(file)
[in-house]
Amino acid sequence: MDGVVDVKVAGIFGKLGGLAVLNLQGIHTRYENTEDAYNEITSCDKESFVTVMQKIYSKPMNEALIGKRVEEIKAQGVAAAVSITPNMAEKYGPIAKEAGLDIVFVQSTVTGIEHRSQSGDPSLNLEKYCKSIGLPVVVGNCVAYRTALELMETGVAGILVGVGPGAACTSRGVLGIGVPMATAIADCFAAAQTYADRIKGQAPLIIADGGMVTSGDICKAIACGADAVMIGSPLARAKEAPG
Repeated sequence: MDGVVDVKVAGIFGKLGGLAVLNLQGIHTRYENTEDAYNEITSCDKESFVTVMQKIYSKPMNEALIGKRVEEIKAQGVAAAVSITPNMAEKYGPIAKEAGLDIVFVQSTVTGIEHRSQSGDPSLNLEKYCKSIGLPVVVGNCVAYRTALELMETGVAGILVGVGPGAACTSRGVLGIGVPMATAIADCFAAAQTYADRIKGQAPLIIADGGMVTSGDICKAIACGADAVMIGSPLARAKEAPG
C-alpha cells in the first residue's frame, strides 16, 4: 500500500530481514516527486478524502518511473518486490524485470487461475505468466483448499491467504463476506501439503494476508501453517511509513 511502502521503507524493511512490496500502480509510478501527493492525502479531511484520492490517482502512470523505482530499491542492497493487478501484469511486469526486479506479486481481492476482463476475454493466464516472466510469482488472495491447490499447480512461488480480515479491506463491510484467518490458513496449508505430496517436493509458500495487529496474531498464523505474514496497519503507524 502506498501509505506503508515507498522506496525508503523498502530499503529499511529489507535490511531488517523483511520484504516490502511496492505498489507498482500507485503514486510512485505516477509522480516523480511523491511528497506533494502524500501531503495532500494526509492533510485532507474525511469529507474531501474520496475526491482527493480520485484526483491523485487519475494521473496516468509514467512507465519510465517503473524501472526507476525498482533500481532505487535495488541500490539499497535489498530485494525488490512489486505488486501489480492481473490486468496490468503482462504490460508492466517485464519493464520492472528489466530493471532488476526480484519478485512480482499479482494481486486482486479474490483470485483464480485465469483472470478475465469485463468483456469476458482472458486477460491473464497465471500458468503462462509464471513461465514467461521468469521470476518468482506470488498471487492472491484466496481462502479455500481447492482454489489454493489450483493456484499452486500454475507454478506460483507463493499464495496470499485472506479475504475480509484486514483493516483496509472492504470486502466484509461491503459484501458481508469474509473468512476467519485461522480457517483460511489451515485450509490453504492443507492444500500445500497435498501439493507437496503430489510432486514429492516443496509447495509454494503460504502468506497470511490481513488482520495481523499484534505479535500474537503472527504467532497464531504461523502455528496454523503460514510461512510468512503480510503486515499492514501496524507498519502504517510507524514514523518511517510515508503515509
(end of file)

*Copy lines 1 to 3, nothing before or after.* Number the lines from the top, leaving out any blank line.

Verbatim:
[in-house]
Amino acid sequence: MDGVVDVKVAGIFGKLGGLAVLNLQGIHTRYENTEDAYNEITSCDKESFVTVMQKIYSKPMNEALIGKRVEEIKAQGVAAAVSITPNMAEKYGPIAKEAGLDIVFVQSTVTGIEHRSQSGDPSLNLEKYCKSIGLPVVVGNCVAYRTALELMETGVAGILVGVGPGAACTSRGVLGIGVPMATAIADCFAAAQTYADRIKGQAPLIIADGGMVTSGDICKAIACGADAVMIGSPLARAKEAPG
Repeated sequence: MDGVVDVKVAGIFGKLGGLAVLNLQGIHTRYENTEDAYNEITSCDKESFVTVMQKIYSKPMNEALIGKRVEEIKAQGVAAAVSITPNMAEKYGPIAKEAGLDIVFVQSTVTGIEHRSQSGDPSLNLEKYCKSIGLPVVVGNCVAYRTALELMETGVAGILVGVGPGAACTSRGVLGIGVPMATAIADCFAAAQTYADRIKGQAPLIIADGGMVTSGDICKAIACGADAVMIGSPLARAKEAPG